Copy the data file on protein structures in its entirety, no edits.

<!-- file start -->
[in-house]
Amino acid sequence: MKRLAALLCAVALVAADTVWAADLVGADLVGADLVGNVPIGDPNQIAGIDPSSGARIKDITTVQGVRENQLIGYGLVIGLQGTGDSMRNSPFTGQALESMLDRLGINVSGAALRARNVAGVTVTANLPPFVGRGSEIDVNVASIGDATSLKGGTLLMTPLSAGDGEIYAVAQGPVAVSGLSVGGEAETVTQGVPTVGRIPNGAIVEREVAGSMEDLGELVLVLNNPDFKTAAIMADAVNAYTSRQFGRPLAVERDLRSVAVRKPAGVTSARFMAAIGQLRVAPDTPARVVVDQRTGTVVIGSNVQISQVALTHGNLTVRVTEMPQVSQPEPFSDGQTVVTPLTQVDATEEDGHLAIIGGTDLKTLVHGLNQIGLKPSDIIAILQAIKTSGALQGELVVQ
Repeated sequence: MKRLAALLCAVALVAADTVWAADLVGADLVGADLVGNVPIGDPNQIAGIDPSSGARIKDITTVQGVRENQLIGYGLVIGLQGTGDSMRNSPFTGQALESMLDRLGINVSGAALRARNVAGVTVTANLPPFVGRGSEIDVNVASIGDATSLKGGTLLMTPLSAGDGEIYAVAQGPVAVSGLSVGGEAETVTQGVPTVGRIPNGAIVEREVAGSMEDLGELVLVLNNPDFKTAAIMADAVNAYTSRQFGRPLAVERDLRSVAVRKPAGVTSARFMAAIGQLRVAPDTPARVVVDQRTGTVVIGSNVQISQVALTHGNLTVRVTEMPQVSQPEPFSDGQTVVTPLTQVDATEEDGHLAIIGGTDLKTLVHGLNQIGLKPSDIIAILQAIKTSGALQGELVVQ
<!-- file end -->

[in-house]
Amino acid sequence: MKRLAALLCAVALVAADTVWAADLVGADLVGADLVGNVPIGDPNQIAGIDPSSGARIKDITTVQGVRENQLIGYGLVIGLQGTGDSMRNSPFTGQALESMLDRLGINVSGAALRARNVAGVTVTANLPPFVGRGSEIDVNVASIGDATSLKGGTLLMTPLSAGDGEIYAVAQGPVAVSGLSVGGEAETVTQGVPTVGRIPNGAIVEREVAGSMEDLGELVLVLNNPDFKTAAIMADAVNAYTSRQFGRPLAVERDLRSVAVRKPAGVTSARFMAAIGQLRVAPDTPARVVVDQRTGTVVIGSNVQISQVALTHGNLTVRVTEMPQVSQPEPFSDGQTVVTPLTQVDATEEDGHLAIIGGTDLKTLVHGLNQIGLKPSDIIAILQAIKTSGALQGELVVQ
Repeated sequence: MKRLAALLCAVALVAADTVWAADLVGADLVGADLVGNVPIGDPNQIAGIDPSSGARIKDITTVQGVRENQLIGYGLVIGLQGTGDSMRNSPFTGQALESMLDRLGINVSGAALRARNVAGVTVTANLPPFVGRGSEIDVNVASIGDATSLKGGTLLMTPLSAGDGEIYAVAQGPVAVSGLSVGGEAETVTQGVPTVGRIPNGAIVEREVAGSMEDLGELVLVLNNPDFKTAAIMADAVNAYTSRQFGRPLAVERDLRSVAVRKPAGVTSARFMAAIGQLRVAPDTPARVVVDQRTGTVVIGSNVQISQVALTHGNLTVRVTEMPQVSQPEPFSDGQTVVTPLTQVDATEEDGHLAIIGGTDLKTLVHGLNQIGLKPSDIIAILQAIKTSGALQGELVVQ